Recursive methods and their numerical application, in particular dynamic programming, have become the most important solution methods in modern macroeconomics. Today the areas of their application encompass almost all areas of macroeconomics, e.g. growth theory, monetary economics, social insurance, and fiscal policy. Despite their widespread use in research, they have not yet become part of the standard curriculum at European economic faculties. The course aims at closing this gap. It introduces dynamic programming from a theoretical perspective and discusses numerical solution methods. Subsequently, these methods are applied to solve the real business cycle model, which is the workhorse model of modern quantitative macroeconomics and constitutes the starting point to analyse, e.g. fiscal policy and social insurance in a dynamic economic environment.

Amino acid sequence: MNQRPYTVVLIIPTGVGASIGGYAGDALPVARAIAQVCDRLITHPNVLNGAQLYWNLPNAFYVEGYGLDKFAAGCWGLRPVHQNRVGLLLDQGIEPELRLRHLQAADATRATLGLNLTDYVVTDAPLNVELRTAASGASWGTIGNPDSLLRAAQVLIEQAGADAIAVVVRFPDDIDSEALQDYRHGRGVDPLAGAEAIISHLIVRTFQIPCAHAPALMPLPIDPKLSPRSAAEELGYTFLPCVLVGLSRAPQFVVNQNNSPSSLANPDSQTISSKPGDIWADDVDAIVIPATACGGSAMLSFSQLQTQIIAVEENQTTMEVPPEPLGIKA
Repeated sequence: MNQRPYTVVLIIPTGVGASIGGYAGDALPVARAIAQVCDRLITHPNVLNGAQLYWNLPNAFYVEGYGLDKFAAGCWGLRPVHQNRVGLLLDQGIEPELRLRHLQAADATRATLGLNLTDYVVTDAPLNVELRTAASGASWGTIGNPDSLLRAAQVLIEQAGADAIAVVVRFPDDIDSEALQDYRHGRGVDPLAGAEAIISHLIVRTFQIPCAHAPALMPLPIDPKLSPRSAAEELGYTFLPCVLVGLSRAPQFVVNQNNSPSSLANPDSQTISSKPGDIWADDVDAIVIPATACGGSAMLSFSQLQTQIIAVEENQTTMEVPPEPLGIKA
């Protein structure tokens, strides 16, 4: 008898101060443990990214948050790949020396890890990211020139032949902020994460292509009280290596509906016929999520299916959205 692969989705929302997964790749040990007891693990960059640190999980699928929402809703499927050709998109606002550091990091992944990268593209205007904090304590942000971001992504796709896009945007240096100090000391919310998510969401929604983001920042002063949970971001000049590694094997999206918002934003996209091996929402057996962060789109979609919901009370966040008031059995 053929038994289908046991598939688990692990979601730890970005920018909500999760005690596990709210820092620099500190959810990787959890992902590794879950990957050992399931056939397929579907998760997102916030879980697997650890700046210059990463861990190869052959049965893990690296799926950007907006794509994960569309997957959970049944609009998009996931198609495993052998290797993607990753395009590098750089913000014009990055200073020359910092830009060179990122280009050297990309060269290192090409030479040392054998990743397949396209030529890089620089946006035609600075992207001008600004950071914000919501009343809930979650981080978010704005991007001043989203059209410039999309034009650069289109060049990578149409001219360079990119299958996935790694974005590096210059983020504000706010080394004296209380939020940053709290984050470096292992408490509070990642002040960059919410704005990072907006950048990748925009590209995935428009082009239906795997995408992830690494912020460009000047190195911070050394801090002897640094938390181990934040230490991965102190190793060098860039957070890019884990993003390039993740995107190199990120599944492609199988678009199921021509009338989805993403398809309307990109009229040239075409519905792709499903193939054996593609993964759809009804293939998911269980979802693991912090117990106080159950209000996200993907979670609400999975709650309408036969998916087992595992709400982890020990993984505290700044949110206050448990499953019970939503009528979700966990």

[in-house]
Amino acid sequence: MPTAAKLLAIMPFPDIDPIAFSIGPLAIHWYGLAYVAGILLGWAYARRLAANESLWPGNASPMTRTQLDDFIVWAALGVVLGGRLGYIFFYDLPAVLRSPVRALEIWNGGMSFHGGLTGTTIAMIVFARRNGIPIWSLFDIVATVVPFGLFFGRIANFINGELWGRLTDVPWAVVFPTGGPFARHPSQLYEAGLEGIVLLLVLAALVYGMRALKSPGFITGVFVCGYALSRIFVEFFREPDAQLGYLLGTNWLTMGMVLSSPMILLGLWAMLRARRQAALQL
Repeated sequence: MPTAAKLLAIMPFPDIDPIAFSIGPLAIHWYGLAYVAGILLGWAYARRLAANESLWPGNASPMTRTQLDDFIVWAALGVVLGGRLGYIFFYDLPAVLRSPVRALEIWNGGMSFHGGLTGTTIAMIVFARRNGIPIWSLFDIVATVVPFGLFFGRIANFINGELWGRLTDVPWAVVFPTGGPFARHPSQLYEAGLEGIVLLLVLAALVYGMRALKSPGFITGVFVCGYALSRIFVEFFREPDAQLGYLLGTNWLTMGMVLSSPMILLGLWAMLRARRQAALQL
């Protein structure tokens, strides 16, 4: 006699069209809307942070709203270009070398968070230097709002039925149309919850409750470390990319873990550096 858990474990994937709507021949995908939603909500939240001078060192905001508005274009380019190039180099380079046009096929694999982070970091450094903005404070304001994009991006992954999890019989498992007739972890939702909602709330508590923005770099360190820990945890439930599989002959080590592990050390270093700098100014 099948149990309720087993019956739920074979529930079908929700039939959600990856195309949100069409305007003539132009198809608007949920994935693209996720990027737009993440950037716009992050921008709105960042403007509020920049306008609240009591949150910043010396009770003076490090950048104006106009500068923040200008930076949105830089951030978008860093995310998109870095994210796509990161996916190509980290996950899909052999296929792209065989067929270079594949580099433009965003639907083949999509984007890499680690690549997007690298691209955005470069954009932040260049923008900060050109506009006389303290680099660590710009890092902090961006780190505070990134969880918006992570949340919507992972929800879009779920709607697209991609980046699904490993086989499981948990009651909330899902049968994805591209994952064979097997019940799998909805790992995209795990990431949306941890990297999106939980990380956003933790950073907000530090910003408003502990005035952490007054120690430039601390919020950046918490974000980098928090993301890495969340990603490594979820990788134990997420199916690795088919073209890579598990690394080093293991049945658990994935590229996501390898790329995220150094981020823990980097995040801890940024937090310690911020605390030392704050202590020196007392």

Content

Numerical Basis: Optimisation, Root-Finding and Approximation Methods

  • Optimisation: One-Dimensional Methods, Newton, and Quasi-Newton Methods
  • Root-Finding: Newton Algorithm, Gauss-Seidel, and Gauss-Jacobi Method
  • Approximation Methods

Dynamic Programming

  • Theory: The Bellman Equation and the Principle of Optimality
  • Numerical Implementation: Discretization and Continuous Approximation of the Value Function with Focus on Value Function Iteration

Application: Numerical Solution of Real Business Cycle Model

  • Numerical Implementation: Solving the RBC Model by Value Function Iteration
  • Simulation: Calibration of Model Economy and Simulation of Time Paths
  • Interpretation of Numerical Results

Seminar Benefits

Researchers broaden their methodological expertise and improve programming skills.

Learning and Teaching Methods

Presentations and workshop sessions on programming, practical exercises with MATLAB

Target Groups

PhD students and postgraduates in macroeconomics as well as researchers in the financial sector.

Required Knowledge

Basic macro- and microeconomic theory as well as calculus.

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Date

19.09.2011 - 21.09.2011 | 9:00 - 17:30 Uhr